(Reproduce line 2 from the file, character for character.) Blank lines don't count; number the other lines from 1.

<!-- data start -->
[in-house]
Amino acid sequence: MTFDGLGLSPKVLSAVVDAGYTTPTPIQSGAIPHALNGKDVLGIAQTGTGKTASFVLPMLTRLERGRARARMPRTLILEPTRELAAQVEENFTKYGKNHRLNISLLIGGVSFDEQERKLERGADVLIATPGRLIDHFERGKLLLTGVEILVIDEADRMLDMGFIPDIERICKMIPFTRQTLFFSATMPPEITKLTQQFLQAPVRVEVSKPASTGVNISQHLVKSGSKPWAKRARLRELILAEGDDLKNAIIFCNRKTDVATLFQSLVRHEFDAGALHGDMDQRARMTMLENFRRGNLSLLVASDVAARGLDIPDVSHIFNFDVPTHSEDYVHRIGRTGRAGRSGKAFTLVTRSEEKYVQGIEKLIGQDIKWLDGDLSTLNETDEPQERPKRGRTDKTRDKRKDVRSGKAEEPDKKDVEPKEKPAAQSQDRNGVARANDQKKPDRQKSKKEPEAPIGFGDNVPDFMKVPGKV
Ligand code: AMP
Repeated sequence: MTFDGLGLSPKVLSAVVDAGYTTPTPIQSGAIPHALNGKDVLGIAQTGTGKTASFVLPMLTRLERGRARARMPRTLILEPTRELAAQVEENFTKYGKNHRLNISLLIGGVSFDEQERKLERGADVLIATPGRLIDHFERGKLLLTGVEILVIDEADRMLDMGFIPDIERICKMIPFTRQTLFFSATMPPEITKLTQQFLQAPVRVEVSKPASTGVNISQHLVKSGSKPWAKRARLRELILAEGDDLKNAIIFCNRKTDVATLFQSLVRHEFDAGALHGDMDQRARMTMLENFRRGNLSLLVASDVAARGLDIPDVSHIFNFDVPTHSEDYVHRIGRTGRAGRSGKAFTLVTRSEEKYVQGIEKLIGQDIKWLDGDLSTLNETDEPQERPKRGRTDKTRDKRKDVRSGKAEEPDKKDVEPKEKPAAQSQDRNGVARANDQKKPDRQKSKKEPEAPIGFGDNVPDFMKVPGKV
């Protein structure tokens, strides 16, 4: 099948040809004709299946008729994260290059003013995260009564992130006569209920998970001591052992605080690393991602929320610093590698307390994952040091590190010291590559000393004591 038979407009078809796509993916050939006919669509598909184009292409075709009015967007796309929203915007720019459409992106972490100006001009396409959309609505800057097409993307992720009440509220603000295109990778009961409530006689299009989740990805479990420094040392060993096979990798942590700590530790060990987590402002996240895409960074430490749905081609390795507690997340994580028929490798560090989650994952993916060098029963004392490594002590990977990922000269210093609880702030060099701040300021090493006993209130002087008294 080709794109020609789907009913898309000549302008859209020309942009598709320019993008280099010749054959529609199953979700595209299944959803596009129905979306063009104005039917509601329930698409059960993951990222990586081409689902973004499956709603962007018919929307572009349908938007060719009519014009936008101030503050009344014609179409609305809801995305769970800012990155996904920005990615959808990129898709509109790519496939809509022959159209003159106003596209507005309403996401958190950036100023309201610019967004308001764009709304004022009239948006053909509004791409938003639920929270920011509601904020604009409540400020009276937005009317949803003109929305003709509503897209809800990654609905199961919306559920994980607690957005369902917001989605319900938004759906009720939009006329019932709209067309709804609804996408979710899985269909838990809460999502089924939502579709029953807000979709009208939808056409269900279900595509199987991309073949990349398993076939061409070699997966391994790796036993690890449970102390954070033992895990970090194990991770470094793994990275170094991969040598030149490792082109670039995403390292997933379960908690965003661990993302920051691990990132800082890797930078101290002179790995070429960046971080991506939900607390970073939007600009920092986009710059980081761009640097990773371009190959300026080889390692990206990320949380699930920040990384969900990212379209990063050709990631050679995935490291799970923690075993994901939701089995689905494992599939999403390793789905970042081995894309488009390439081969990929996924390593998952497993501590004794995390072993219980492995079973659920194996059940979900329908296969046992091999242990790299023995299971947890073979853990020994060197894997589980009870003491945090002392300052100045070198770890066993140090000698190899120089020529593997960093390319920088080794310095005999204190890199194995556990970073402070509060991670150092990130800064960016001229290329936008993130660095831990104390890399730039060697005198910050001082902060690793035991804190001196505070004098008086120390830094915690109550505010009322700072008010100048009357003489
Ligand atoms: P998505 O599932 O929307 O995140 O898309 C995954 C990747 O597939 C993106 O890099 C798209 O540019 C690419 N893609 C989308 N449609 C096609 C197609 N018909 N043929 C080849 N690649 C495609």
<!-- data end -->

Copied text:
Amino acid sequence: MTFDGLGLSPKVLSAVVDAGYTTPTPIQSGAIPHALNGKDVLGIAQTGTGKTASFVLPMLTRLERGRARARMPRTLILEPTRELAAQVEENFTKYGKNHRLNISLLIGGVSFDEQERKLERGADVLIATPGRLIDHFERGKLLLTGVEILVIDEADRMLDMGFIPDIERICKMIPFTRQTLFFSATMPPEITKLTQQFLQAPVRVEVSKPASTGVNISQHLVKSGSKPWAKRARLRELILAEGDDLKNAIIFCNRKTDVATLFQSLVRHEFDAGALHGDMDQRARMTMLENFRRGNLSLLVASDVAARGLDIPDVSHIFNFDVPTHSEDYVHRIGRTGRAGRSGKAFTLVTRSEEKYVQGIEKLIGQDIKWLDGDLSTLNETDEPQERPKRGRTDKTRDKRKDVRSGKAEEPDKKDVEPKEKPAAQSQDRNGVARANDQKKPDRQKSKKEPEAPIGFGDNVPDFMKVPGKV